|By Alex Dobuzinskis and Dana Feldman1/6 |By Alex Dobuzinskis and Dana Feldman
|By Alex Dobuzinskis and Dana Feldman2/6 |By Alex Dobuzinskis and Dana Feldman
|By Alex Dobuzinskis and Dana Feldman3/6 |By Alex Dobuzinskis and Dana Feldman
|By Alex Dobuzinskis and Dana Feldman4/6 |By Alex Dobuzinskis and Dana Feldman
|By Alex Dobuzinskis and Dana Feldman5/6 |By Alex Dobuzinskis and Dana Feldman
|By Alex Dobuzinskis and Dana Feldman6/6 |By Alex Dobuzinskis and Dana Feldman
By Alex Dobuzinskis and Dana Feldman
LOS ANGELES (Reuters) - One of about a dozen women who previously accused President-elect Donald Trump of making unwanted sexual advances filed a lawsuit against him in New York on Tuesday, alleging he had made false and defamatory statements about her in rejecting the accusation, causing her emotional and economic harm.
The lawsuit filed by Summer Zervos, a one-time contestant on Trump's reality television show "The Apprentice," is focused on a stream of denials Trump aimed at her and other women accusers last October, just weeks before the Nov. 8 presidential election, when Zervos and others came forward to accuse the then-candidate of making unwanted sexual advances.
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Trump spokeswoman Hope Hicks called the allegations "absurd."
“More of the same from Gloria Allred," said Hicks, referring to Zervos' high-profile attorney. "There is no truth to this absurd story."
At the time the women made their allegations, Trump, a Republican, who went on to win the election and who takes office on Friday, adamantly denied all the accusations in posts on Twitter, statements, interviews and comments at rallies. He suggested at one rally in Charlotte, North Carolina, on Oct. 14 that the accusers were fabricating their stories for publicity or to damage his campaign.
With regard to Zervos specifically, Trump told the rally in Charlotte just hours after she made her allegations that it was "not hard to find a small handful of people willing to make false smears for personal fame, who knows maybe for financial reasons, political purposes,” according to the lawsuit.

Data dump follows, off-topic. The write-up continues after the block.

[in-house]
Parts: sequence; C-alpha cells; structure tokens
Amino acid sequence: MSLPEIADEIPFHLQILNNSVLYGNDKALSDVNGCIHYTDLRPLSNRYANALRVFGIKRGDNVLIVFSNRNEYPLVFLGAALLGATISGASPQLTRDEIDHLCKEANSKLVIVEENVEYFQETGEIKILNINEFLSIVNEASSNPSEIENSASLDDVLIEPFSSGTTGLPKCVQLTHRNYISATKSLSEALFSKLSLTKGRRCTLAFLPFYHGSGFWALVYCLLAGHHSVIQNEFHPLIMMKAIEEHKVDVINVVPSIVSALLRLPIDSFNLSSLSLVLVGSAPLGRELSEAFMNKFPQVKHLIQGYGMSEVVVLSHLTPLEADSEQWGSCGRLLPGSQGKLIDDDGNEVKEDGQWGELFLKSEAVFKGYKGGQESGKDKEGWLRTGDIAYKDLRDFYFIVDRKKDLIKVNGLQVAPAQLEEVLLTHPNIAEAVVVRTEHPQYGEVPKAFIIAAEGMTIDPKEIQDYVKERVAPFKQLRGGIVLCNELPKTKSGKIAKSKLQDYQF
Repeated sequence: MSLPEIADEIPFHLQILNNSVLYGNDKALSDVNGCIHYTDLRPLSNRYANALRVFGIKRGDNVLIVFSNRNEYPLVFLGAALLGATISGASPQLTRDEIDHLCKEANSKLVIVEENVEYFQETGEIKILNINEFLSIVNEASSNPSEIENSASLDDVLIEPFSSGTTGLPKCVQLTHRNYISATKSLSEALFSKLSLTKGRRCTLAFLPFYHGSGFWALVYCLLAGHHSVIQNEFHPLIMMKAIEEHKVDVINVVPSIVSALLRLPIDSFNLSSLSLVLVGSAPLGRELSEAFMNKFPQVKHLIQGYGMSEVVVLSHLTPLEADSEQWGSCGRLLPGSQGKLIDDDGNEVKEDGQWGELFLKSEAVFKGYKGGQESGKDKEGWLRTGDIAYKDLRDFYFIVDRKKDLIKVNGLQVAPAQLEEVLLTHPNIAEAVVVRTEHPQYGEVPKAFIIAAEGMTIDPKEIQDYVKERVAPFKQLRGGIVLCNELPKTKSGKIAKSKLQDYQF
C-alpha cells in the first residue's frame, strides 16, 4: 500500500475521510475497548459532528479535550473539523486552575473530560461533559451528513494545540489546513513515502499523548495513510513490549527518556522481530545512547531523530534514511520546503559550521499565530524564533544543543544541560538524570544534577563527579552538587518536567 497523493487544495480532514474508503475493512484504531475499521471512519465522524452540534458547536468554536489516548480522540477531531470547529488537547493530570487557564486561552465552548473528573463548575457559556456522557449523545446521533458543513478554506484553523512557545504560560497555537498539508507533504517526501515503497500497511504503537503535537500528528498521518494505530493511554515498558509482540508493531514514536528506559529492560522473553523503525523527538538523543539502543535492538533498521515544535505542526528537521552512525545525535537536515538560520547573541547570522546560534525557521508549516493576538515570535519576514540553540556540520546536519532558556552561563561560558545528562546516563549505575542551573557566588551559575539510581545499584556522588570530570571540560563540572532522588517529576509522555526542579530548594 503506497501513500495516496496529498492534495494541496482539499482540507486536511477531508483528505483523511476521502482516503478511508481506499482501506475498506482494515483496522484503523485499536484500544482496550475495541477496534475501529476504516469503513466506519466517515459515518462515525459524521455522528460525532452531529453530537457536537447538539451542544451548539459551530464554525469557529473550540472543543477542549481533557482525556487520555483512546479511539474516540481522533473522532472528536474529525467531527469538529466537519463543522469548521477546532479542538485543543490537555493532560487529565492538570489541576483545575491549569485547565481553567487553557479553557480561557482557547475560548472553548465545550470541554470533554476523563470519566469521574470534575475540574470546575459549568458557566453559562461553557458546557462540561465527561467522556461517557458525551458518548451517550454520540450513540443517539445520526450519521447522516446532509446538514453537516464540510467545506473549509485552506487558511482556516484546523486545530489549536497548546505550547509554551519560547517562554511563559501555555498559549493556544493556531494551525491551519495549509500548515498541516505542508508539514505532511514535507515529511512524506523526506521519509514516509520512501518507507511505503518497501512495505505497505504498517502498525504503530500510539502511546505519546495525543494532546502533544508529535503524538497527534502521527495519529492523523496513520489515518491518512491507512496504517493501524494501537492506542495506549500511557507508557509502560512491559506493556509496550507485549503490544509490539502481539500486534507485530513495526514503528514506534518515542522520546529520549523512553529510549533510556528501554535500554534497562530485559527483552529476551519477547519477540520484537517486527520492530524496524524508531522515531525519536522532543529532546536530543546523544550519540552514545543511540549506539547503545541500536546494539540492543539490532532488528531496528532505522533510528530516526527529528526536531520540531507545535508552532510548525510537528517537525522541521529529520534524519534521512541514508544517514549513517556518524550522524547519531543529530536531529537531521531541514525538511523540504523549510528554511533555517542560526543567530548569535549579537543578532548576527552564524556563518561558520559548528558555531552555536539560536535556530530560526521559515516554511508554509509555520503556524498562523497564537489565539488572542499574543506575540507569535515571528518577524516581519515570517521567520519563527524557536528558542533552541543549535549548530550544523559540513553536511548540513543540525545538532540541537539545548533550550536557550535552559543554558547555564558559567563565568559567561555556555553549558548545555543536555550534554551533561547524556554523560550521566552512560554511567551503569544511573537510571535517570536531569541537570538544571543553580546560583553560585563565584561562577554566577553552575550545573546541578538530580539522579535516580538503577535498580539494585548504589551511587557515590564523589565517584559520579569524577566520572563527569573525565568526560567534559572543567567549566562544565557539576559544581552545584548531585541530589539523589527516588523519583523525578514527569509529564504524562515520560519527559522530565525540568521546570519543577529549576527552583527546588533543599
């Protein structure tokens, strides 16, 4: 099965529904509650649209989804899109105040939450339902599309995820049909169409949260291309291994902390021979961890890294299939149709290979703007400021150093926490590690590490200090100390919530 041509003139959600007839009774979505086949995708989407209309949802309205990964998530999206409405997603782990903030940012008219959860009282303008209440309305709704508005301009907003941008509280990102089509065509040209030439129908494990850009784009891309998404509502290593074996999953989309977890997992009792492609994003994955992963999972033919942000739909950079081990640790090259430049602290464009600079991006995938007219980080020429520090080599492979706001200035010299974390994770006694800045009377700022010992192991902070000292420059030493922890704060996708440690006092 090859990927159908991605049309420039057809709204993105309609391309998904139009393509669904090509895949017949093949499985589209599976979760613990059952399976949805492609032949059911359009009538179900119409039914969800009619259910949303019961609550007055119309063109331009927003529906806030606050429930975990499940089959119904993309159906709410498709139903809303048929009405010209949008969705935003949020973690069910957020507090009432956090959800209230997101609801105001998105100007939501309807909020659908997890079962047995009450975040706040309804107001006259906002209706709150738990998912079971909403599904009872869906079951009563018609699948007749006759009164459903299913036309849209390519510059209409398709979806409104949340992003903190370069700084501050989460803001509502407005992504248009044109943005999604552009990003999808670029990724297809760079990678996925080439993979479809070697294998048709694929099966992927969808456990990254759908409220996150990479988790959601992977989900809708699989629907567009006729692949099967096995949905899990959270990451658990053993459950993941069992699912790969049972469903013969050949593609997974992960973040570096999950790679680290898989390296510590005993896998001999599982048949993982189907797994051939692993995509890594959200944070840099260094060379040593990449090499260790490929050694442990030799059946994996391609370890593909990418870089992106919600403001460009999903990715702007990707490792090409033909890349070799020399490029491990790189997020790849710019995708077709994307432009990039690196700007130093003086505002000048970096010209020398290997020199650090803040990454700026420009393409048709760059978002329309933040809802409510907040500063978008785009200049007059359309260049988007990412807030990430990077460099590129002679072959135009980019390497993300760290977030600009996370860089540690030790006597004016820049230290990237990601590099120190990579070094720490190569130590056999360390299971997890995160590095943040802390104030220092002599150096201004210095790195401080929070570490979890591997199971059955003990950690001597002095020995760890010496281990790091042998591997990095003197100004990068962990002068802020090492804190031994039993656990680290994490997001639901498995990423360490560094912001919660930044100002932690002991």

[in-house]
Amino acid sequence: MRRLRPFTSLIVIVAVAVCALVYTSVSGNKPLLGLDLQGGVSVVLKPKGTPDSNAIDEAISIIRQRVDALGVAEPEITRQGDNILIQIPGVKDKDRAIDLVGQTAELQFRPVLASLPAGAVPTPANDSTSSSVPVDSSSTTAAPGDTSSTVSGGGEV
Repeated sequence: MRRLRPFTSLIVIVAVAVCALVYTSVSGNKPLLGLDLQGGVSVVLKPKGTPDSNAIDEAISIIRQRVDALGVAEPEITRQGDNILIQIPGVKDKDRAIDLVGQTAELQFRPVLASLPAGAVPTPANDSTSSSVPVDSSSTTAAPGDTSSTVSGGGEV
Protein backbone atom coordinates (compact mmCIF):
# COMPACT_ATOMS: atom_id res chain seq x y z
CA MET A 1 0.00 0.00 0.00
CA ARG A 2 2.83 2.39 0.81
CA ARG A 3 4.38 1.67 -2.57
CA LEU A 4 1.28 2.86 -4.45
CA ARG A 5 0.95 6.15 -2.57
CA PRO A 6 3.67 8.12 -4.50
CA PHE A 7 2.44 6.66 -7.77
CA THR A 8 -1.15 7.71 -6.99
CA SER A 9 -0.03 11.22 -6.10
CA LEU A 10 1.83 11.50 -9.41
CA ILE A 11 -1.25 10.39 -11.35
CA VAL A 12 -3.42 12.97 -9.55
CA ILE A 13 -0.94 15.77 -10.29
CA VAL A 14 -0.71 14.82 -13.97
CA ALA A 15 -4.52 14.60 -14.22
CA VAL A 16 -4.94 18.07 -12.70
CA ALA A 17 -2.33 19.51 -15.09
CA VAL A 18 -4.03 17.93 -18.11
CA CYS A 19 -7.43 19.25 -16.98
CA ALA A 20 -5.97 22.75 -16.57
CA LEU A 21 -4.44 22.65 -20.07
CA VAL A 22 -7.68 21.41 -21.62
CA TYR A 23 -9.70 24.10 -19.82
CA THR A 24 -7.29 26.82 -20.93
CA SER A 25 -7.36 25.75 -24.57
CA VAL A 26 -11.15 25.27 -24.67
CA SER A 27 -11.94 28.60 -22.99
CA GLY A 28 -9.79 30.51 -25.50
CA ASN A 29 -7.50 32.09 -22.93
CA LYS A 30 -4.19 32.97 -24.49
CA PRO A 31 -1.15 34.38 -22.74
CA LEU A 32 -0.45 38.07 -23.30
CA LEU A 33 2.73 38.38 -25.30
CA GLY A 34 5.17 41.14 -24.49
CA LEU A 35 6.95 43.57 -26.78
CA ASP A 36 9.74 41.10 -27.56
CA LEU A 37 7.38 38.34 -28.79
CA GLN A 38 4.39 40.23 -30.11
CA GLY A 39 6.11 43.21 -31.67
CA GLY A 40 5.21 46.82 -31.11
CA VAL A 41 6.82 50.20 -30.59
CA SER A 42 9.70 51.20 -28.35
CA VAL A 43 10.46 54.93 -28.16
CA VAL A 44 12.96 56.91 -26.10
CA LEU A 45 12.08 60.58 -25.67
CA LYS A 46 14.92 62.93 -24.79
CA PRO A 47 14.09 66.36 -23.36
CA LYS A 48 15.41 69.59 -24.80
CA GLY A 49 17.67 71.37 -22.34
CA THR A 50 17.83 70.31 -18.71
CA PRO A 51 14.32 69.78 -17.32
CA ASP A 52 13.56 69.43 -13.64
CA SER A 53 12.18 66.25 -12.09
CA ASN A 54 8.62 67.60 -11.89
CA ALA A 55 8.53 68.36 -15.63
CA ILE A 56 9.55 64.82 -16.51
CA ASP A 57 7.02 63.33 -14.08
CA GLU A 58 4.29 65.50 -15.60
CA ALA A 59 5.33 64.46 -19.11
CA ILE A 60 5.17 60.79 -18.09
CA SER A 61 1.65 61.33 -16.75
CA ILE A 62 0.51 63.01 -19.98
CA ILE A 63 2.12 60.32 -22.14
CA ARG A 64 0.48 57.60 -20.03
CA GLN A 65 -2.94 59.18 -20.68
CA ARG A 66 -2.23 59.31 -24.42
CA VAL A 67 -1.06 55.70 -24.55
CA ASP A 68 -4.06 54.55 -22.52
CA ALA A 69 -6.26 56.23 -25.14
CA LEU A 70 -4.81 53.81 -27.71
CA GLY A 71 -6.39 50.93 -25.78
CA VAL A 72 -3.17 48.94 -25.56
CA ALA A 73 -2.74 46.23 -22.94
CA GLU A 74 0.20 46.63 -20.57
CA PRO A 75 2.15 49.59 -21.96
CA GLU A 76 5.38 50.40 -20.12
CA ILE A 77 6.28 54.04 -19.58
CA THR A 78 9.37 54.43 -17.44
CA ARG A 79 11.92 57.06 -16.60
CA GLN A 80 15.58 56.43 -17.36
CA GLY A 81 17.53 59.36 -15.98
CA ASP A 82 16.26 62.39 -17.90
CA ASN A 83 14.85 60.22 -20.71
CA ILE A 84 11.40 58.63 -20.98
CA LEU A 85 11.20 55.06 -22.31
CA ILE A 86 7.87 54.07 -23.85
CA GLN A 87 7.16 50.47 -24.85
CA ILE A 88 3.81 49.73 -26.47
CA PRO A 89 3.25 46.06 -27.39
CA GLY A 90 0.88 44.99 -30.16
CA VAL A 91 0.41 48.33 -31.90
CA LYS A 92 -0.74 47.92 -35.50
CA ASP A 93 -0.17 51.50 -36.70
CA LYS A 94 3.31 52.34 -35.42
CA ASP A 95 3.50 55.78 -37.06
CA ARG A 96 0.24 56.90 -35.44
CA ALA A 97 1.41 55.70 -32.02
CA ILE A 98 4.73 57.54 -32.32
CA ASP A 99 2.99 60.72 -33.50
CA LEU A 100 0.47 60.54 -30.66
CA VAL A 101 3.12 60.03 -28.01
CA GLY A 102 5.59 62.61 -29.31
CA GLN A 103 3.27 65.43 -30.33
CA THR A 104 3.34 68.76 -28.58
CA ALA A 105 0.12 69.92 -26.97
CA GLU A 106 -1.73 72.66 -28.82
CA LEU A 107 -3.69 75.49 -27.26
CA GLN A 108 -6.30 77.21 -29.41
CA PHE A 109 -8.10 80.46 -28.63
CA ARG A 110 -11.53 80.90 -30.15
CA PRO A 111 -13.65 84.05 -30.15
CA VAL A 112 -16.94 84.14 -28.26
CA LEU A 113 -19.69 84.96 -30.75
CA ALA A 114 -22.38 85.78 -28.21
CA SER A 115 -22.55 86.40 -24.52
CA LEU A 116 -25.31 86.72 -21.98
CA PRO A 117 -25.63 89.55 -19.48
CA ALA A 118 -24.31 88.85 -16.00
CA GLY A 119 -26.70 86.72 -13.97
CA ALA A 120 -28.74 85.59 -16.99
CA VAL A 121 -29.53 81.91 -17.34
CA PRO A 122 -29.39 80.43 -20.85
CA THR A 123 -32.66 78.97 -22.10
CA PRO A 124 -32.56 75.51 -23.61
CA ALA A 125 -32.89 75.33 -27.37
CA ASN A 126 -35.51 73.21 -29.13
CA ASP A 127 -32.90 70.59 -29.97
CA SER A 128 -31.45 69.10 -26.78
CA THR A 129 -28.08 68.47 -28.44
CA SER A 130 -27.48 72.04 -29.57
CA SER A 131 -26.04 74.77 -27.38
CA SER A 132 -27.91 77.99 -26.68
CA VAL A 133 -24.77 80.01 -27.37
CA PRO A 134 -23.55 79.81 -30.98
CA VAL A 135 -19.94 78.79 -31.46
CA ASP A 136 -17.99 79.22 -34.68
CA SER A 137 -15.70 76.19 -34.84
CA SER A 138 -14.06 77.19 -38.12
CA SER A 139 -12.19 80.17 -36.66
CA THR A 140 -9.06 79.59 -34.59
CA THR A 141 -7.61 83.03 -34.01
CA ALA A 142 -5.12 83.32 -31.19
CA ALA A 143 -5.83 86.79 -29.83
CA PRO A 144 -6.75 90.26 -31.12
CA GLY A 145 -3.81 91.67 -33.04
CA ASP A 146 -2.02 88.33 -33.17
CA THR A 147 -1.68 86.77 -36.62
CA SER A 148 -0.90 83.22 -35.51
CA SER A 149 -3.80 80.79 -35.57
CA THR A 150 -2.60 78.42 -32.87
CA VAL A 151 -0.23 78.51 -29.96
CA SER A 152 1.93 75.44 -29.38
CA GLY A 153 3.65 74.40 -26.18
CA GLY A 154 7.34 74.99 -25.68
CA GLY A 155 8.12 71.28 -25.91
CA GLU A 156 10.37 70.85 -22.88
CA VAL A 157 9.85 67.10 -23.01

"Mr. Trump's false, defamatory statements about Ms. Zervos – that, among other things, she made up her descriptions of Mr. Trump's misconduct as a hoax, and that she is creating a 'phony' story just so that she can be famous – have been deeply detrimental to Ms. Zervos's reputation, honor and dignity,” the lawsuit stated.
At a news conference in Los Angeles announcing the lawsuit on Tuesday, Zervos said she wanted Trump to apologize.
"Since Mr. Trump has not issued a retraction as I requested, he has therefore left me with no alternative other than to sue him in order to vindicate my reputation," Zervos said.
Her lawsuit said she was seeking "all possible remedies," including the apology and retraction, from Trump.
Allred, who also represents a number of women who have accused comedian Bill Cosby of sexual misconduct, raised the possibility at the news conference that Trump might be required to give a deposition in the case.
The lawsuit said Trump kissed Zervos without her consent at his office in New York in December 2007 and later at a hotel in Beverly Hills, California, kissed her, touched her breast and tried to get her to lie on a bed during a meeting about a possible job.
She and the other women came forward after a video from 2005 surfaced showing Trump boasting of making unwanted advances toward women including grabbing women by the genitals – a video that he later apologized for but said was simply “locker room talk” and was not his actual behavior.
(Reporting by Dana Feldman and Alex Dobuzinskis; Writing by Alex Dobuzinskis; Editing by Peter Cooney)